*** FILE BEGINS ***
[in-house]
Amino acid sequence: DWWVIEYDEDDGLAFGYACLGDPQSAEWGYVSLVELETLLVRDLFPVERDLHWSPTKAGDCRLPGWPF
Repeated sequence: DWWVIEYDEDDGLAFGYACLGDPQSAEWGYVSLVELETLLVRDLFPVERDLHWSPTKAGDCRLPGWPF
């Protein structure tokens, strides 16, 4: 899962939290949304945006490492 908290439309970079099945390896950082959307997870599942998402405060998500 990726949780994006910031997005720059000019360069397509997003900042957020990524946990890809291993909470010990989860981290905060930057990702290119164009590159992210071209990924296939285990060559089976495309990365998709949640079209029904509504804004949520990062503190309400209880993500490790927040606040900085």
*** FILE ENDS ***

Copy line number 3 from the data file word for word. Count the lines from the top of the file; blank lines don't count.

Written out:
Repeated sequence: DWWVIEYDEDDGLAFGYACLGDPQSAEWGYVSLVELETLLVRDLFPVERDLHWSPTKAGDCRLPGWPF